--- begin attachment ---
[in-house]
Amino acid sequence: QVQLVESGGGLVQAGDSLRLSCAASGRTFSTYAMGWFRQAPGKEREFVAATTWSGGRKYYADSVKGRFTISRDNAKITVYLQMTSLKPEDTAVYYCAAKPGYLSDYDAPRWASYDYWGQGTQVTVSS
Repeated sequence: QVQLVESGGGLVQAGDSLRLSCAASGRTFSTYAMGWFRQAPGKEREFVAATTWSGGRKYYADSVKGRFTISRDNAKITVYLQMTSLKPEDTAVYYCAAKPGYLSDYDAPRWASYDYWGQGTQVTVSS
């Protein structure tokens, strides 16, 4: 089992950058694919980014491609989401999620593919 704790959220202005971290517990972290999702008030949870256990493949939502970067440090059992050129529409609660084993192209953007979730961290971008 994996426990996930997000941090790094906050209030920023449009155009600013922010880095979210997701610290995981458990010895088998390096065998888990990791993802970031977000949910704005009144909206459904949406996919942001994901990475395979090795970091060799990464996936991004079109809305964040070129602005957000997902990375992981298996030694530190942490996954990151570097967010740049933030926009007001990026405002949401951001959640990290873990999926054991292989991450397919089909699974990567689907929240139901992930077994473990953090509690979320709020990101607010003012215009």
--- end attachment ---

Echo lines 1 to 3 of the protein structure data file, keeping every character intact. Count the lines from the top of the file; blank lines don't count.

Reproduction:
[in-house]
Amino acid sequence: QVQLVESGGGLVQAGDSLRLSCAASGRTFSTYAMGWFRQAPGKEREFVAATTWSGGRKYYADSVKGRFTISRDNAKITVYLQMTSLKPEDTAVYYCAAKPGYLSDYDAPRWASYDYWGQGTQVTVSS
Repeated sequence: QVQLVESGGGLVQAGDSLRLSCAASGRTFSTYAMGWFRQAPGKEREFVAATTWSGGRKYYADSVKGRFTISRDNAKITVYLQMTSLKPEDTAVYYCAAKPGYLSDYDAPRWASYDYWGQGTQVTVSS